Photon absorption -->
Photoreceptor light-induced modifications -->
Signalling state -->
Intracellular biological signal transduction -->
Motor apparatus pace alteration -->
Photomotile response
Because of their intrinsic multidisciplinary character, the problems of identification of the chromophore responsible for the photoresponse, and of the subsequent steps of the photosensory transduction chain in microorganisms, can be best faced using different experimental techniques and methodologies (Sgarbossa et al., 2002). A variety of approaches can allow the investigator to clarify single portions of this photosensory transduction chain: from spectroscopic and photophysical/photochemical techniques to chemical surgery, from electrophysiology to the use of specific mutants, just to mention a few, as schematically shown in Figure 4.

Figure 4
Figure 4. Simplified scheme of a photosensory transduction chain and of the most used experimental approaches to clarify the nature of the different functional/molecular steps and structural components.

In some cases the individual chromophores of photosensing systems can be loosely bound to flexible molecular frameworks, and isolated from each other. The spatial separation of the chromophores does not allow energy transfer among them, and the conformational mobility of the complex can give rise, upon absorption of even a single photon, to local rearrangements of the molecular domain around the chromophore. Alternatively, the light detecting pigments can be arranged in ordered rigid structures (see the case of Euglena below). In any case, the local perturbation occurring upon the absorption of a photon initiates a chain of molecular events, which are at the heart of the sensory transduction process, ultimately ending in a physiological response. Following the absorption of a photon, the photosensing chromophore undergoes modifications leading to the formation of the signaling state. This signaling state triggers a transduction chain eventually acting on the motor apparatus (Hellingwerf, 2000; Hendriks and Hellingwerf, 2003; van der Horst et al., 2007).

Photodetecting units can be assembled in ordered arrays, and in this case the molecular architecture functions to provide living cells with efficient photoreceptor-phototransducing systems. It can be seen in a variety of photosensing systems. Examples include the embedding of these systems in a membrane, as occurs in the thylakoids in chloroplasts or in the patches of sensory rhodopsins in Halobacteria. A similar close packing, but not in a membrane, can occur when photosensing systems are arranged in a quasi-crystalline arrangement in a subcellular organelle, as, e.g., in the ParaFlagellar Body of Euglena, shown in Figure 5.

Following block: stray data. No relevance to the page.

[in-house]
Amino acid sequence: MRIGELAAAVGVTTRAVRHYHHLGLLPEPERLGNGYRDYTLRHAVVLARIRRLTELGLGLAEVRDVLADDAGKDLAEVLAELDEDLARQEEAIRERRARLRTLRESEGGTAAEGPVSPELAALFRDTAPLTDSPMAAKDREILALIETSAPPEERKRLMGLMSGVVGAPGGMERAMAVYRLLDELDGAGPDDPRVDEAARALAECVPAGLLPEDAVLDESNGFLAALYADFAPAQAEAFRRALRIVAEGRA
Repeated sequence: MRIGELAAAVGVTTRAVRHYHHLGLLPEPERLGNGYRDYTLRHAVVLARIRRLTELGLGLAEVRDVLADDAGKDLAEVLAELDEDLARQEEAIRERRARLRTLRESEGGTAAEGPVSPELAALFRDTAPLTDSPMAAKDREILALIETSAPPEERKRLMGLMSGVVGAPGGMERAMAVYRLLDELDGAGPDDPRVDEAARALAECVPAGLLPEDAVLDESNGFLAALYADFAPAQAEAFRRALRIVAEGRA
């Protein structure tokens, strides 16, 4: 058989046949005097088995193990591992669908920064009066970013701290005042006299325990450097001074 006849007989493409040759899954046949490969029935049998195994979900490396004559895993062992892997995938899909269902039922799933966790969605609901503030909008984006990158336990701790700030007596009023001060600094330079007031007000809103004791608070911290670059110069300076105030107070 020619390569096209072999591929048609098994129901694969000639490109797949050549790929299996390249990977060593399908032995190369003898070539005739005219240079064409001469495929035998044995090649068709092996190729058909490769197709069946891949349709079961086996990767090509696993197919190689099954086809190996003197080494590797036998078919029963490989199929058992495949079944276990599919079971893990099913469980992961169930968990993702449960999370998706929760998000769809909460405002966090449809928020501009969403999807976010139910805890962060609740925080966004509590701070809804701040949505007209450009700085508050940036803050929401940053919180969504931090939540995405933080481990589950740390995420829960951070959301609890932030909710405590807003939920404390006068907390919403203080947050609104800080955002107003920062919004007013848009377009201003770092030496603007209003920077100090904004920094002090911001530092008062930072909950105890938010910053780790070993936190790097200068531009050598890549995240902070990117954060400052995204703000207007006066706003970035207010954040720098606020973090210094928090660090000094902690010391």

Figure 5a Figure 5b
Figure 5. Euglena ParaFlagellar Body: (Left) Scanning Electron Micrograph (kindly provided by Paolo Gualtieri, CNR Institute of Biophysics, Pisa); (Right) Transmission Electron Micrograph (kindly provided by Ester Piccinni, Padova University).

Concluding Remarks
Hopefully this Module will create some curiosity so that people will read and enjoy the Advanced Modules. At present it seems as if every single unicell has its own system for photomovement, i.e., specific photosensing chromophores embedded in and interacting with particular molecular pockets, distinctive signaling states triggering unique and quite different molecular cascades. The question is then if the cause of such a multiplicity of interpretations is a consequence of our low level of knowledge and understanding or if it is an intrinsic feature of these natural phenomena.

In nature, of course, light is not the only environmental signal affecting the behavior of microorganisms, and their motile responses result from the integration of "internal needs" (such as, for instance, metabolism and cell cycle) with a diversity of external stimuli (chemical, mechanical, gravitational, photic,...). Integrated investigations of their motile responses to different environmental signals (chemical and photic, for example) might, therefore, offer clues for a deeper understanding of sensory processes in microorganisms.

I am deeply grateful to Giovanni Checcucci (Istituto Biofisica CNR, Pisa) for preparing the drawings for this module.